TEA.6.0 – 2004. The Earnings Analyst 6: 132pp. Special Issue.
Measuring Loss in Catastrophic Injury Cases (In Memory of David Toppino 1958 – 2003).
TEA.6.1 – Law, Economics and Science: The Interdisciplinary Nature of Measuring Loss in Catastrophic Injury Cases. Kevin S. Marshall. The role of the Forensic Economist is to estimate the reduction in earnings or earning capacity of the injured plaintiff, the reduction in non-market services or capacity to perform non-market services, and the costs of any future medical expenses or life care costs that have been necessitated by the injury. The role of the Vocational Expert is to determine the post-injury employment opportunities or earnings capacity of an injured plaintiff, given the plaintiff’s physical and emotional characteristics and educational background. And the role of the Life Care Planner is to translate the recommendations of medical doctors into an integrated plan for special life care of the plaintiff as necessitated by the plaintiff’s injury. In many cases, the Forensic Economist must rely on the opinions of the Vocational Expert and the Life Care Planner in estimating the present value of the plaintiff’s losses relating to the loss of earnings capacity, as well as future life care costs.
TEA.6.2 – The Role of a Forensic Economist in a Damage Assessment for Personal Injuries. Thomas R. Ireland. In any assessment of damages in a personal injury tort action, a forensic economist is called upon to convert the analysis of all other damage experts into dollar estimates. Economic experts cannot place dollar values on all damages identified by attorneys and other experts in personal injury tort actions. Some types of harms have no reliable market equivalents. Thus, economic experts cannot develop reliable projections of dollar values needed to address those harms. Economic experts are limited to making assessments of damage elements for which reasonable market equivalents can be found. “Market value” simply means “the sale price of the thing,” whether the “thing” is a good, service or asset. An economic expert can make projections if market equivalents for the losses or replacement needs of the injured person can be established in a manner sufficiently reliable and accurate to be admissible into evidence.
TEA.6.3 – The Vocational Expert in Forensic Rehabilitation: Translating Medical Impairment to Economic Loss. Barbara A. Dunlap. Given the potential monetary awards in civil litigation, the adversarial nature of the legal system, as well as the stringent admissibility criteria for expert testimony, vocational experts (VEs) are asked to offer useful opinions to the court to help unravel the complexities of determining whether the plaintiff has suffered a loss of earning capacity. The current article discusses the VE’s role in litigation, the vocational expert’s requisite training and credentials, the methodologies and process used in analyzing case data, as well as the need to cogently communicate opinions to the referral source, the forensic economist and the trier(s) of fact. This article is also designed to aid attorneys in articulating sound operational referral questions and to maximize the vocational expert’s usefulness in forensic matters.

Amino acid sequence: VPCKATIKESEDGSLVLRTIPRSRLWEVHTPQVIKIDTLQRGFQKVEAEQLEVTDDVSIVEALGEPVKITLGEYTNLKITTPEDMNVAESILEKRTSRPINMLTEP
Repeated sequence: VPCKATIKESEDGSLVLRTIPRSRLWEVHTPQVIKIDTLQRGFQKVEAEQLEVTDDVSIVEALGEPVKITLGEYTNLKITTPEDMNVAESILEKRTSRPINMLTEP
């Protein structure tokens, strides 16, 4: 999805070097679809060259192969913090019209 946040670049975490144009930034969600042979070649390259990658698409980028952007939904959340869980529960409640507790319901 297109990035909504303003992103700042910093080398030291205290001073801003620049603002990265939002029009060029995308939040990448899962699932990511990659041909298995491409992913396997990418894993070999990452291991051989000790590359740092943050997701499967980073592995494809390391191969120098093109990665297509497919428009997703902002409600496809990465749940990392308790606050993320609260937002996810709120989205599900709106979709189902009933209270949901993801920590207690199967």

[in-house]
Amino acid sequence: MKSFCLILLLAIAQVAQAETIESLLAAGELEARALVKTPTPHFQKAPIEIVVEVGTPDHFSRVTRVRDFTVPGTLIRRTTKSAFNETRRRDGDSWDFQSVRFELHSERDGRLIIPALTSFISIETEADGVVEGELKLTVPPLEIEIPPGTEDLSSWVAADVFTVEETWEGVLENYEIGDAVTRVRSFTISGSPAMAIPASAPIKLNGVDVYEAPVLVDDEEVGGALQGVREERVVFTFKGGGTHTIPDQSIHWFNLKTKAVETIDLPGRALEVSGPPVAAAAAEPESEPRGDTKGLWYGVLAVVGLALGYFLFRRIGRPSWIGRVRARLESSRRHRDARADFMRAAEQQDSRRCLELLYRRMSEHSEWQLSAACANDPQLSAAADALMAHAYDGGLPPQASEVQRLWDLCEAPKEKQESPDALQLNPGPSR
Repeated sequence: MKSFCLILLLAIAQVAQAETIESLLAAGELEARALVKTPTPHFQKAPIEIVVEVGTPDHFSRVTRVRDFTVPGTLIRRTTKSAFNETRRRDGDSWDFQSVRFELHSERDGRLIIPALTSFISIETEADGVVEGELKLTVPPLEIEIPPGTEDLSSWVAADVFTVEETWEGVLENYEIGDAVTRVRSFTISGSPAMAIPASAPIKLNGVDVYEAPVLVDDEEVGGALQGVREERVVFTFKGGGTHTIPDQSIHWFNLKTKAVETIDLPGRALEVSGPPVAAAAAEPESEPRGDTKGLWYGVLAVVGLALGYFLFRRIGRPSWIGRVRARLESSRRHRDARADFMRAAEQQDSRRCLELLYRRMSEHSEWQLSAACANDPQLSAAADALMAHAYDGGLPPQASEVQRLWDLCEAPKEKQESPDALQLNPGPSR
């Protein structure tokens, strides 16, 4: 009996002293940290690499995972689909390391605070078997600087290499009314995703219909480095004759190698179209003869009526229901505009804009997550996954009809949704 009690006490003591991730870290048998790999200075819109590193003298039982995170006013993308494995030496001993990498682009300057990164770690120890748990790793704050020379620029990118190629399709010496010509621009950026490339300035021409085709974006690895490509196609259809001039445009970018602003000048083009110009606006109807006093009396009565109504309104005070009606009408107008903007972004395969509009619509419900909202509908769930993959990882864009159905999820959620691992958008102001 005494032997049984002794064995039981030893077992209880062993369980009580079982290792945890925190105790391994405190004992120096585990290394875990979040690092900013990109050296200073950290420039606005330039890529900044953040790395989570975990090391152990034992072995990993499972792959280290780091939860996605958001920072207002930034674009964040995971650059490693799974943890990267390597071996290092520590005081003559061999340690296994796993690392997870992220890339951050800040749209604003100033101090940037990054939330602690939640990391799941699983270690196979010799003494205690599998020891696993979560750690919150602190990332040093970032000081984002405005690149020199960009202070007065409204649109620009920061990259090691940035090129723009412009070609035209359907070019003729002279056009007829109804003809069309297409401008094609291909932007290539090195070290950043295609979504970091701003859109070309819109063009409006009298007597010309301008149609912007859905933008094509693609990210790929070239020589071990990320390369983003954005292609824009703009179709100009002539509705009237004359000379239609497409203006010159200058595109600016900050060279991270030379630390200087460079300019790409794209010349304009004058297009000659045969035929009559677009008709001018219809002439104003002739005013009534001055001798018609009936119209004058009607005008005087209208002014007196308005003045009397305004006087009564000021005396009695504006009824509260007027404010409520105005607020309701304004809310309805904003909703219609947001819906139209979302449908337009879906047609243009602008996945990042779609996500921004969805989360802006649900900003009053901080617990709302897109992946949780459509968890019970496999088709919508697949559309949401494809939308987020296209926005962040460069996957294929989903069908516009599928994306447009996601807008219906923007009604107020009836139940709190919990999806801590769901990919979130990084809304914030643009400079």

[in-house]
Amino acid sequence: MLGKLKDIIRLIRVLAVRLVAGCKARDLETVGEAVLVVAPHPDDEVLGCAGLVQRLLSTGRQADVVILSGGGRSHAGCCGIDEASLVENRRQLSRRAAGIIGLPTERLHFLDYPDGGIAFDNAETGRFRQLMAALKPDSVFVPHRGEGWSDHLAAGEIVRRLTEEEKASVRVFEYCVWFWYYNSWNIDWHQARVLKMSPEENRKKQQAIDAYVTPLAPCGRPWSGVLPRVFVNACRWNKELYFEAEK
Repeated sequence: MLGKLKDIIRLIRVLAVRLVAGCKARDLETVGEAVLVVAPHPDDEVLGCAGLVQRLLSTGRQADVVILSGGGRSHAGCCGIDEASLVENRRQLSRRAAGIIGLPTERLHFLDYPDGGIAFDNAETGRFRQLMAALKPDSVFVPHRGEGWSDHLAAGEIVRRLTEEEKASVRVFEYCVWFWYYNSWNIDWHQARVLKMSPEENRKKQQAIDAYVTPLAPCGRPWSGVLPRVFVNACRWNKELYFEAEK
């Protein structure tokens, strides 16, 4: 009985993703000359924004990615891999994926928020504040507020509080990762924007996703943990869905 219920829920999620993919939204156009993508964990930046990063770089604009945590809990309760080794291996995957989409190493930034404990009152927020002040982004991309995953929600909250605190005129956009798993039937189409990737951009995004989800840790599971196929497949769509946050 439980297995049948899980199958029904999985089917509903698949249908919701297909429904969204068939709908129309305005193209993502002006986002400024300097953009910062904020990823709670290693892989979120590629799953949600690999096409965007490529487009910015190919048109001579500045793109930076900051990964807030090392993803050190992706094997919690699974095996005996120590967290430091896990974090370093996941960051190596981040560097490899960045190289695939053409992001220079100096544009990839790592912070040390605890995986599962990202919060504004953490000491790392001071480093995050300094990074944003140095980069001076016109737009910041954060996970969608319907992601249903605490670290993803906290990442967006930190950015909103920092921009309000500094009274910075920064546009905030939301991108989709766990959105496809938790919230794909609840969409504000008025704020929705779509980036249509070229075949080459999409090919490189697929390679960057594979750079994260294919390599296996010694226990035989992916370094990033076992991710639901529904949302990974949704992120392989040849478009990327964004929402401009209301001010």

TEA.6.4 – An Overview of the Field of Life Care Planning: A Comparison of Training Venues, Certification Processes, Current Training Needs and a Guide to Life Care Plan Development. Penelope Caragonne. Evidentiary standards governing the reliability of expert testimony in Daubert and Frye shape the litigation context in which many expert life care planners now work. Life care planning has emerged as a “growth industry” in litigation in the past fifteen (15) years. Training venues which teach the methods and processes associated with life care planning have proliferated as well from 1992 to the present. Annual conferences, forensic workshops, and professional associations have also developed to respond to needs for advanced education, upgraded training, certification, and development of frameworks that will standardize work performed by experts in this area. To date, no article or publication has attempted to summarize, describe, and compare the methods adopted by various training venues, and as well, compare the features of existing standards frameworks now available to life care planners. This article is designed to fill that gap.